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Breaking News: Two Ukrainian Bradley M2A2 IFVs Destroy Russian T-90M Tank in Close-Quarter Combat

An amazing video released on Telegram has captured tense and intense close-quarter combat between two Ukrainian Bradley M2A2 tracked armored IFVs (Infantry Fighting Vehicles) and one RussianT-90M MBT (Main Battle Tank), showcasing the effectiveness of U.S.-donated military equipment in the ongoing Russian-Ukrainian conflict. The footage, captured by a drone on January 11, 2024, documents a ten-minute skirmish near Stepovo, in the Donetsk region, where the 47th Ukrainian Mechanized Brigade, equipped with Bradley M2A2 tracked armored Infantry Fighting Vehicles (IFVs), engaged a Russian T-90 Main Battle Tank.
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A Ukrainian US-donated Bradley M2A2 IFV Infantry Fighting Vehicle fires on a Russian T-90M tank in a Close-Quarter Combat. (Picture source drone video footage January 11, 2024)

In what military analysts are calling a significant display of tactical prowess, the Ukrainian brigade successfully destroyed the T-90M tank using the 25mm cannon of the Bradley M2A2 IFV. This encounter highlights the crucial role of foreign military aid in bolstering Ukrainian defenses against Russian aggression. The M2A2 Bradley IFV, a staple in the U.S. military's arsenal, has proven to be a formidable asset for Ukrainian forces, offering both mobility and firepower in the challenging terrain of the Donetsk region.

The video, which has rapidly gained attention on social media and among defense circles, provides a rare and unfiltered glimpse into the realities of modern armored warfare. Experts note that the success of the Ukrainian brigade in this encounter is not just a testament to the capabilities of the Bradley IFV but also reflects the high level of training and resilience of the Ukrainian soldiers.

The remarkable success of two Bradley IFVs (Infantry Fighting Vehicles), armed with 25mm cannons, against a Russian T-90M tank in close-quarter combat is a subject of keen interest in military analysis. This outcome, while unexpected given the conventional capabilities of the involved armaments, can be explained through a combination of tactical acumen and situational factors.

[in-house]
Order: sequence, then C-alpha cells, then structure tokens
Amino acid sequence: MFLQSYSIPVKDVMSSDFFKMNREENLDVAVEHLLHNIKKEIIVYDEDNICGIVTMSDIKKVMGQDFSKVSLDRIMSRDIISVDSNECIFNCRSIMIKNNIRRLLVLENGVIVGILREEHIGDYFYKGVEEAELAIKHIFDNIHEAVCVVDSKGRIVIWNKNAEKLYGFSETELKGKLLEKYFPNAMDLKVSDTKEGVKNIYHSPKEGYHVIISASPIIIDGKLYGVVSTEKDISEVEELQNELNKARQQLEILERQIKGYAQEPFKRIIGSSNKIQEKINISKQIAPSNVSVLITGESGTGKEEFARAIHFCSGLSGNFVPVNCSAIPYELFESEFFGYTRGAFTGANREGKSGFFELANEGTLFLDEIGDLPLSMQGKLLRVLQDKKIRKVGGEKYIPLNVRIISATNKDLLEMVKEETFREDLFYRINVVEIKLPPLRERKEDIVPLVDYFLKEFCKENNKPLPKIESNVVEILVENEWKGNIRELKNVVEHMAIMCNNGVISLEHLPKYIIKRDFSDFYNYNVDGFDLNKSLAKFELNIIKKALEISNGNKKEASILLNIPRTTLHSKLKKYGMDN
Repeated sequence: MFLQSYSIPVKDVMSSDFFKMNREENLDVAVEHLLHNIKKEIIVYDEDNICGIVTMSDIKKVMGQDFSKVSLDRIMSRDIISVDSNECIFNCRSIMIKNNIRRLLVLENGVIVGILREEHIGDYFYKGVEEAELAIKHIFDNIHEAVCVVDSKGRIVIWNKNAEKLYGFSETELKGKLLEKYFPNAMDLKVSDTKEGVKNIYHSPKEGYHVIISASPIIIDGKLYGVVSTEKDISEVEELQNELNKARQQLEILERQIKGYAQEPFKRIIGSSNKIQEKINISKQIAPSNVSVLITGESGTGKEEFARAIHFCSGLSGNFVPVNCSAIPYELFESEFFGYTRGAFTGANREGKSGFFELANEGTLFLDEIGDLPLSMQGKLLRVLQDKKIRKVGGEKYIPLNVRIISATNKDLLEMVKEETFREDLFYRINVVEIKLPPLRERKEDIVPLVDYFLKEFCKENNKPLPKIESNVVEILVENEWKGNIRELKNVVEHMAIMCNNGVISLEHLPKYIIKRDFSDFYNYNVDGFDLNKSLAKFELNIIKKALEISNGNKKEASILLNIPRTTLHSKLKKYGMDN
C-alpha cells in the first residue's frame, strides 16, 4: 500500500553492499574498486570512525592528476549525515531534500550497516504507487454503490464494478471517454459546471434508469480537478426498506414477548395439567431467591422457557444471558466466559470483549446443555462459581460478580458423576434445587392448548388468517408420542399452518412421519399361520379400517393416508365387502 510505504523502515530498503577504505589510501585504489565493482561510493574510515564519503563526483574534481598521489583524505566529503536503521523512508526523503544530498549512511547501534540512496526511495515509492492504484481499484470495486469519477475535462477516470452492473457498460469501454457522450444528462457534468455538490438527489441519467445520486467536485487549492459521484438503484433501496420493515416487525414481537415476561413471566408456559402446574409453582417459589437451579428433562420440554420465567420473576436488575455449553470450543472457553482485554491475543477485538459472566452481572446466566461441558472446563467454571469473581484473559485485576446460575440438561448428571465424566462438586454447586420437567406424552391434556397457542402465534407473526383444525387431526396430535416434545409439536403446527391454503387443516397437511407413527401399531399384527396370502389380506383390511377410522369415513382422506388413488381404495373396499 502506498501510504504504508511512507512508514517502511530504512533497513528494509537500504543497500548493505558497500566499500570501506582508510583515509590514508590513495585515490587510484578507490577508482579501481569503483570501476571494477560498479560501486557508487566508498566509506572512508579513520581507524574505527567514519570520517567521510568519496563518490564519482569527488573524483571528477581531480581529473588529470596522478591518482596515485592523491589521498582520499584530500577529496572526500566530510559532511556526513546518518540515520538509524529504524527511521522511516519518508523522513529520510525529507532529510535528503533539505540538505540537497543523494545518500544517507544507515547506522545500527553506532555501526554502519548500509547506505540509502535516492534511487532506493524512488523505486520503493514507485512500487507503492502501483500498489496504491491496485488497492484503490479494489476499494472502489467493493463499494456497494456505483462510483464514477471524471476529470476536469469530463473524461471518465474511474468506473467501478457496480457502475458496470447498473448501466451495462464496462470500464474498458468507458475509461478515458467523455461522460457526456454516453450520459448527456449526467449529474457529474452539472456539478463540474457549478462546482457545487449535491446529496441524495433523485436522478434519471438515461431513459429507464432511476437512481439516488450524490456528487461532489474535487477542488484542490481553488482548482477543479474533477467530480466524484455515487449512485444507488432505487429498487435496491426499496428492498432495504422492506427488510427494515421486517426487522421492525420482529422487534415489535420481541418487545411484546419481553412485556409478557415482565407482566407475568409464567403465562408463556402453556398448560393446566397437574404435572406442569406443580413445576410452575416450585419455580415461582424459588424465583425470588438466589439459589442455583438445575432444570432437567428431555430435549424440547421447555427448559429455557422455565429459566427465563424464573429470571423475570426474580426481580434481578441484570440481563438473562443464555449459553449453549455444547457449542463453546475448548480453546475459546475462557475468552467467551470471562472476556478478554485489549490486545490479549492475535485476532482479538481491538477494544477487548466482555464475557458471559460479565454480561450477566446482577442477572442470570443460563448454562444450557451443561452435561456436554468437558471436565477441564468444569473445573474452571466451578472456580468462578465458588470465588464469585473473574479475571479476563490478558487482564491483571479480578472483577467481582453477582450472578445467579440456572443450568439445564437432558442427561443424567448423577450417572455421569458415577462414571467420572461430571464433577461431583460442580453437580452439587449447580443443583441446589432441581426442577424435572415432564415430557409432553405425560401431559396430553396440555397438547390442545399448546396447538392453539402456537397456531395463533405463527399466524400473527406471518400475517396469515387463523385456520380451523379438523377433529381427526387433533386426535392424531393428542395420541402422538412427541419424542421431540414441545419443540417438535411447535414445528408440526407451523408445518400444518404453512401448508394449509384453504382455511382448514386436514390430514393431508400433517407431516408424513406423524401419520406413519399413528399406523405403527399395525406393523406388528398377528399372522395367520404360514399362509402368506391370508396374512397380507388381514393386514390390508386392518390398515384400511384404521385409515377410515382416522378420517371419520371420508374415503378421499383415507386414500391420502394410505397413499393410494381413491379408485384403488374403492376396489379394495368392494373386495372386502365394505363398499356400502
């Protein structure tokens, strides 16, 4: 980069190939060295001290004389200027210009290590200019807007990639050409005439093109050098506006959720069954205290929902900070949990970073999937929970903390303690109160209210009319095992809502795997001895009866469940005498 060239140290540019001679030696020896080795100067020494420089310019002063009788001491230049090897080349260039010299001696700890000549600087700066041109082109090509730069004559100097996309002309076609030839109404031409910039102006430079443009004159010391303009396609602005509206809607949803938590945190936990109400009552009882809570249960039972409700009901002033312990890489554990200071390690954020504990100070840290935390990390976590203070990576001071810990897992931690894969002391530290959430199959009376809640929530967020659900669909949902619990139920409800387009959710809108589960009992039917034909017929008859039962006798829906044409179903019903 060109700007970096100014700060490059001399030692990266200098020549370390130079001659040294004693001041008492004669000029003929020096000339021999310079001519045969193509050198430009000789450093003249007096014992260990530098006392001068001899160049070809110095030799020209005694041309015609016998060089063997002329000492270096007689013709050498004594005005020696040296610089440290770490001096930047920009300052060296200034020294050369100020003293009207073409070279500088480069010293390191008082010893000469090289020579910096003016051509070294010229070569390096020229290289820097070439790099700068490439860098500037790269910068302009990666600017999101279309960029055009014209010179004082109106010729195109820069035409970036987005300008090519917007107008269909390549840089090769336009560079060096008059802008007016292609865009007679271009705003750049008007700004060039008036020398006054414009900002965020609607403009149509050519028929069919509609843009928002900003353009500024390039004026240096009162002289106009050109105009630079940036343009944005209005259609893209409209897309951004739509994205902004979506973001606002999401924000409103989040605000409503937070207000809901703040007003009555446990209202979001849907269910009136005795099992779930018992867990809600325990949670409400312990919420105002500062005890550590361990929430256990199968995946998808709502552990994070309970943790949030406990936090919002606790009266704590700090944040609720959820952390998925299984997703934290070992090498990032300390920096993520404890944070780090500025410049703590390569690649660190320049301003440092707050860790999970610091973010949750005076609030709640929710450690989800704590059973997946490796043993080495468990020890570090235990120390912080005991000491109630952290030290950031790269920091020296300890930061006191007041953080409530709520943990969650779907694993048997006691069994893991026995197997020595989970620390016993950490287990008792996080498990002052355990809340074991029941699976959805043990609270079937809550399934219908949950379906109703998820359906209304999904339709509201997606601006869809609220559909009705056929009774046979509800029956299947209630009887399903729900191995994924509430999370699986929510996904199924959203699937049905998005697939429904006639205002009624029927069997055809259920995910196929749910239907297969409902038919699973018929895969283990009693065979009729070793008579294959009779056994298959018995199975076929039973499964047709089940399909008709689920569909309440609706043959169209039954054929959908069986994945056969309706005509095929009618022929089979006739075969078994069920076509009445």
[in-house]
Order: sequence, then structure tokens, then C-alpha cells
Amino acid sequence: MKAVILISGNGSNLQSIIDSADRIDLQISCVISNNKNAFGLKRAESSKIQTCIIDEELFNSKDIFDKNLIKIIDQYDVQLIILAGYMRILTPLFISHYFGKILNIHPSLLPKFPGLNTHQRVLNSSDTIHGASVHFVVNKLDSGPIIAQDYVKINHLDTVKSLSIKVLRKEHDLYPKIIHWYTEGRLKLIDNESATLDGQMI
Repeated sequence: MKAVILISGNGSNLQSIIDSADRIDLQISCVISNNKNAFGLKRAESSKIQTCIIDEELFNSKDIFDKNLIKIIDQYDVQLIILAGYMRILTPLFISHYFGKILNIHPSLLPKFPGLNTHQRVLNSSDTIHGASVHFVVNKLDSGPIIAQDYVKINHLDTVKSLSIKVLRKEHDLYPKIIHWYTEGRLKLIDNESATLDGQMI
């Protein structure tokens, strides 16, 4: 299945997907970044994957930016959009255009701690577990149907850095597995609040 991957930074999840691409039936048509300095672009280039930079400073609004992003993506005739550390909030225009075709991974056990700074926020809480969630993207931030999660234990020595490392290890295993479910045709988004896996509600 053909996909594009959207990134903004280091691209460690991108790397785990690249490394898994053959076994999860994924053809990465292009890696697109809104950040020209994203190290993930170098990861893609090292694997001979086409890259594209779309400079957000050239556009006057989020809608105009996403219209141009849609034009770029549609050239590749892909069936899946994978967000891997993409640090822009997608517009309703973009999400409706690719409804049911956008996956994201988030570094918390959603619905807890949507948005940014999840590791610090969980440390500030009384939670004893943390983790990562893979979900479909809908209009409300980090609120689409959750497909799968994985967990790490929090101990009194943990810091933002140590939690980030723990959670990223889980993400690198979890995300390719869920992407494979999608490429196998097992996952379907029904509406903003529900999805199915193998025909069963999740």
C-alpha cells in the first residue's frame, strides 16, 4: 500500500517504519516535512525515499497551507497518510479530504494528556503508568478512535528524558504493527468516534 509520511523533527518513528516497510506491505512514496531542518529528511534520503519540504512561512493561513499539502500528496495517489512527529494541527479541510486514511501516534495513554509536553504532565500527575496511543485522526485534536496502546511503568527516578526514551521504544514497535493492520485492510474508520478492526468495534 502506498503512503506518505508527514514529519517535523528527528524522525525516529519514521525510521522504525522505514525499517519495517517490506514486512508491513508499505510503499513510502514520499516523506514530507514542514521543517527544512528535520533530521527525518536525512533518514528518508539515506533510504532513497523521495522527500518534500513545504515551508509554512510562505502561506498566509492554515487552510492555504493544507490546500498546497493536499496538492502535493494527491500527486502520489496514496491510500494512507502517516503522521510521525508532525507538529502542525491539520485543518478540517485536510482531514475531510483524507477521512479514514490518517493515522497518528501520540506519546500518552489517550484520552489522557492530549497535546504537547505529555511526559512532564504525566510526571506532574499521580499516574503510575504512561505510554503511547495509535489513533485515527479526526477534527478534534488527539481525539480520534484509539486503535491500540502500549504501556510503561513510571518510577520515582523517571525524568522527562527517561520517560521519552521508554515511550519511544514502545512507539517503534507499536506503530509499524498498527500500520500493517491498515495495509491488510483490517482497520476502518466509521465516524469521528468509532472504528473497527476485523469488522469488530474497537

At the heart of this success lies the tactical advantage and maneuverability of the Bradley IFVs. In close-quarter scenarios, the ability to quickly maneuver and position oneself is crucial. The Bradleys, known for their agility, may have been able to exploit the relatively less agile nature of the T-90M tank. By outmaneuvering the tank and possibly attacking from angles where the tank's armor is weaker, such as the sides or rear, they could have delivered effective fire.

The rate of fire of the Bradley's M2A2 25mm Bushmaster cannon is also a significant factor. In a close-quarters engagement, the ability to rapidly discharge a large volume of rounds can be decisive. This high rate of fire might have allowed the Bradleys to exploit brief moments of vulnerability in the T-90M’s defenses, overwhelming its ability to respond effectively.

Another aspect to consider is the specific type of ammunition used. While standard rounds from a 25mm cannon might not typically penetrate the advanced armor of a T-90M, the use of specialized armor-piercing rounds could have played a crucial role. These rounds, designed to penetrate armor, might have been effective against less protected areas of the tank.

The engagement's success also speaks to the skill and experience of the Bradley crews. Effective targeting, especially in a high-stress, close-quarter combat scenario, requires precision and quick decision-making. The crews might have identified and exploited the T-90M’s operational and defensive weaknesses, targeting critical components such as vision blocks, sensors, or tracks to immobilize or impair the tank.